Thursday 20 Jun 2019 | 22:02 | SYDNEY
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Asia

ASEAN Regional Forum: less might be more

The ASEAN Regional Forum (ARF) – with its unwieldy number of member states (27) and preoccupation with dialogue (a “talk shop”) – has been declared a failure time and again. Some criticism is justified. But it can also be argued that the earliest expectations regarding this regional

Economic diplomacy: trade and infrastructure battles in Asia

Each way bet Australian businesses are simultaneously becoming more dependent on China and traditional Anglo markets just when the country’s foreign policy thrust is to diversify links to major emerging nations such as India and Indonesia. This at a time a new survey of business attitudes to

Taking transitional justice to Cambodia’s youth

Like young people the world over, the youth of Cambodia are glued to their mobile phones. They sit in cafes and bars, order food from street vendors, and weave their motor scooters through Phnom Penh’s frenetic traffic, all the while their thumbs tapping away, texting, gaming, connecting. In the

The “satellite clause” for North Korea’s rockets

Numerous reports give weight to the theory that North Korea will soon stage another satellite launch, the first since February 2016. North Korea has only ever placed two satellites into orbit, and neither of them worked. But North Korea did chalk up one achievement. It beat South Korea in the race

Indonesia: look beyond quotas for gender representation

How can we address the profound gender disparity that afflicts the vast majority of the world’s parliaments? Fewer than 10 countries are close to parity between men and women in their main national legislative chamber and only 3 – Bolivia, Cuba, and Rwanda – have more women parliamentarians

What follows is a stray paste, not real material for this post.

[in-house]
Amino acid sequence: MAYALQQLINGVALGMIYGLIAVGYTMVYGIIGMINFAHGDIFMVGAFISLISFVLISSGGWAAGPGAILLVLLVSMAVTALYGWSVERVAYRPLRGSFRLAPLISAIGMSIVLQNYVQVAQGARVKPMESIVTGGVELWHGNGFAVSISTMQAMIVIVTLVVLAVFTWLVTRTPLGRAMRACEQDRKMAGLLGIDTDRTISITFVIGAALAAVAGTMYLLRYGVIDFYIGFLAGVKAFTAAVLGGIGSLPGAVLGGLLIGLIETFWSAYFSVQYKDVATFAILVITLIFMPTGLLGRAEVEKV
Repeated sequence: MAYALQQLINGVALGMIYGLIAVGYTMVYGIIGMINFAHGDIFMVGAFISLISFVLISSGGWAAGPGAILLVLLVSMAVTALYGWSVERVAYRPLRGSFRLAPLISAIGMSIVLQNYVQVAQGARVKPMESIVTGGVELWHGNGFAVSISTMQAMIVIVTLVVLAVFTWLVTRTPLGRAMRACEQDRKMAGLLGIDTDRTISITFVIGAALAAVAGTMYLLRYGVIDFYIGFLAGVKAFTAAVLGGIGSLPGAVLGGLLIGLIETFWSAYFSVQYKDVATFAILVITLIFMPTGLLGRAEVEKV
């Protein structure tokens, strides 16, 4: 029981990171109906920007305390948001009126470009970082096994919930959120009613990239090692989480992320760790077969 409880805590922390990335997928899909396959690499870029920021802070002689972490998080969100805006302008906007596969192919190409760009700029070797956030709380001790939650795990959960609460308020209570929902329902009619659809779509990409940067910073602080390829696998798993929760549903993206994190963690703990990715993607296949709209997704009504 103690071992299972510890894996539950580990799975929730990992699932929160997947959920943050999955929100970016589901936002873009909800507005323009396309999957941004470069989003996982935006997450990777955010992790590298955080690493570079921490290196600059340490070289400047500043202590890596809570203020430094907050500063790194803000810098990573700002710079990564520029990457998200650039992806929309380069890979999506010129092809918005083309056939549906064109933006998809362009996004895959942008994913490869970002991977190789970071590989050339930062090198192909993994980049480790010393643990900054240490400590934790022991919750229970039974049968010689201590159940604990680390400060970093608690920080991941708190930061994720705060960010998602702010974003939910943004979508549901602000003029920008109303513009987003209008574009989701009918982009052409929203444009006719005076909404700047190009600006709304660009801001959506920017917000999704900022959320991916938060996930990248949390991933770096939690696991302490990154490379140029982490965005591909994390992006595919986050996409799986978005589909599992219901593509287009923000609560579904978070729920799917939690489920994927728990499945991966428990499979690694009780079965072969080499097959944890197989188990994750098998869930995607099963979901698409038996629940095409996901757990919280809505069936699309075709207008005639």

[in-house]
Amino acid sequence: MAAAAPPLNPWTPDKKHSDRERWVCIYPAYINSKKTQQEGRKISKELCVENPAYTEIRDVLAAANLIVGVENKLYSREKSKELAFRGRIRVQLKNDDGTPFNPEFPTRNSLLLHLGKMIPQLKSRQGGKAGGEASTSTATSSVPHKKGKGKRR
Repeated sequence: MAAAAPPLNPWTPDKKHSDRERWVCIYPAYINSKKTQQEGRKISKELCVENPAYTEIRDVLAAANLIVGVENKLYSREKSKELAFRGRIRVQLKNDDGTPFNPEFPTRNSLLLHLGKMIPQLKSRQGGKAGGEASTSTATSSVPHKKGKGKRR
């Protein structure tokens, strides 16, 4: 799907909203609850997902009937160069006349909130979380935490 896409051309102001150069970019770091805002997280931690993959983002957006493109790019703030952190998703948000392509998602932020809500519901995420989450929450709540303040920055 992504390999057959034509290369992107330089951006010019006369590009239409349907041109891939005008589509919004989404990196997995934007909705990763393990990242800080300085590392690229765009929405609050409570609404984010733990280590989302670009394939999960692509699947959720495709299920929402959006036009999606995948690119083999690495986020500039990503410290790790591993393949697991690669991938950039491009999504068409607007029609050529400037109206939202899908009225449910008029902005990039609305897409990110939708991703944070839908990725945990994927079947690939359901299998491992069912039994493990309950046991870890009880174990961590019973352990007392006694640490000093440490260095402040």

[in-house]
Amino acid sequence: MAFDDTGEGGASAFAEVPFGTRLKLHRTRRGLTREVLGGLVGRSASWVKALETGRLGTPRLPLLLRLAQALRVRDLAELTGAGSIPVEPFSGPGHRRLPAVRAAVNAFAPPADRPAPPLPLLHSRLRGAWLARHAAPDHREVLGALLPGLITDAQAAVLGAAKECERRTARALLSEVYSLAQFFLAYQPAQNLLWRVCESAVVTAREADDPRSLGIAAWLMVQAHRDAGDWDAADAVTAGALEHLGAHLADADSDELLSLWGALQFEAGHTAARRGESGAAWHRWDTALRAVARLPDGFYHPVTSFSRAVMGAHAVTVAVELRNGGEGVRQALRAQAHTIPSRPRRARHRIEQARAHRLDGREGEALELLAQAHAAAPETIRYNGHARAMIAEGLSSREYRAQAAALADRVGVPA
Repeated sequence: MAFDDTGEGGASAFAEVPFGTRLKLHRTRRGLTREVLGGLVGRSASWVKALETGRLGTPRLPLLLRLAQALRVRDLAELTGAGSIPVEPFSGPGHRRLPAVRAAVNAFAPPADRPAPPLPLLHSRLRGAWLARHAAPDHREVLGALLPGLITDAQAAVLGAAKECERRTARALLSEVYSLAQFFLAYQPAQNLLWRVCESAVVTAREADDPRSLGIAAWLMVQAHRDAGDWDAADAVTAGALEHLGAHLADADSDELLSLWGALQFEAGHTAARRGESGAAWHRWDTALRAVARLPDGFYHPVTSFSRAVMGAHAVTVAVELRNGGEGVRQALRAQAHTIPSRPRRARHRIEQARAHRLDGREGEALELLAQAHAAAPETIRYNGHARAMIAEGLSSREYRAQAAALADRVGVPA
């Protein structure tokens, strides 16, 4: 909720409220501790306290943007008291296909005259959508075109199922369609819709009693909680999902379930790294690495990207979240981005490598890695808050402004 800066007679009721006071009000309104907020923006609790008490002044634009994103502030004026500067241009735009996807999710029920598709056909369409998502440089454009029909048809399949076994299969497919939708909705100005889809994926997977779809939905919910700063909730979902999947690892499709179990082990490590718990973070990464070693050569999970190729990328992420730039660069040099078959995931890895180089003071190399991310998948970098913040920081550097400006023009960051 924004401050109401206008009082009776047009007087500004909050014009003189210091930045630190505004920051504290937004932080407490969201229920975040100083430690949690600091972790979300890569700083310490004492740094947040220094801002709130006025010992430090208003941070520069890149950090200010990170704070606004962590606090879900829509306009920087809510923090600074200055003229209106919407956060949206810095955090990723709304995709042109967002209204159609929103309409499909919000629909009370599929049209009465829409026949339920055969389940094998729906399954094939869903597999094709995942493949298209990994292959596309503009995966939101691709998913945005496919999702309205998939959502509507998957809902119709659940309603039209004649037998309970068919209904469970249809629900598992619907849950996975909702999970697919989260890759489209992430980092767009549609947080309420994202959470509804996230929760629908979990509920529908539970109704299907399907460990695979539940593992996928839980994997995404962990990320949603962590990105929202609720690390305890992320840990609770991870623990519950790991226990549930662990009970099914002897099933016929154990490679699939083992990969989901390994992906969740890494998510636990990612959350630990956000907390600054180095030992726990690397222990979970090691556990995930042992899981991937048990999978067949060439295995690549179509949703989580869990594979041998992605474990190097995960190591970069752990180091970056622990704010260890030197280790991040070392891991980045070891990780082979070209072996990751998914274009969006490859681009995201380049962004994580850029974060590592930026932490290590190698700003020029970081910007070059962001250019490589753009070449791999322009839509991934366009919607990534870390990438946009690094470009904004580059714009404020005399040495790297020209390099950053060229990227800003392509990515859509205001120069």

The K-Pop sex and drugs scandal sweeping South Korea

What started as a police investigation into a South Korean nightclub has since erupted into a national scandal, sweeping aside in the public mind at least all the international talk of North Korean denuclearisation and instead shining a light into the shady private lives of K-pop celebrities. The

Responding to China’s not-so-secret influence campaign

Sam Roggeveen wrote recently on the need for the government to be more forthcoming about its security assessments on China, specifically, allegations of influence and interference activities conducted within Australia. The trigger was Andrew Robb’s interview for the ABC, in which the ex-

Peace in Afghanistan: the tumultuous road ahead

The US and Taliban have agreed to a draft agreement after 16 difficult and lengthy days of what is the latest round of negotiations. The talks began on 25 February and ended on 13 March, and although no final agreement has been reached, the two parties have come to terms on the question of a US

India: never quite in focus

Last month, Financial Times columnist Edward Luce asked, what would it take for India to get America’s attention? His question was rather aptly answered a couple of weeks later with a spot of brinkmanship in Kashmir (Pulwama terrorist attack: Modi under pressure), meaning India hit the

Singapore’s careful F-35 fighter aircraft purchase

Singapore has finally decided to acquire four F-35 aircraft with options for eight more, initially for evaluation purposes. The purchase appears cautious, well-timed, and cost-effective. Cautious, in that development remains ongoing with a full rate production decision not likely until late 2019.

Economic diplomacy: trade and traps in ASEAN

Middle aged spread Southeast Asian countries are about to become the primary focus of Australia’s public diplomacy this year as the “Australia now” program stretches its budget from the usual single country approach to all ten countries of the ASEAN group. This stepped-up

What might a US-China trade deal look like?

Perhaps they will, perhaps they won’t, but if China and the US do reach a trade agreement in coming weeks it will likely be very long. Meeting to seal the deal, President Donald Trump and China’s leader Xi Jinping will be able to display to the cameras a document of at least a hundred pages

Australia and Indonesia trade: deal (not quite) done

The signing on 4 March of the Indonesia Australia–Comprehensive Economic Partnership Agreement (IA-CEPA) has been hailed as a major bilateral trade agreement and a diplomatic breakthrough given recent tensions between Canberra and Jakarta. However, now the negotiations are concluded, there may

Sri Lanka: politics overthrows justice

The UN Office of the High Commissioner for Human Rights (OHCHR) recently released a report on Sri Lanka. The document assesses the island nation’s compliance with previous commitments – pertaining to human rights and transitional justice – that it made at the UN Human Rights Council (HRC). Sri

The death penalty paradox in Buddhist Myanmar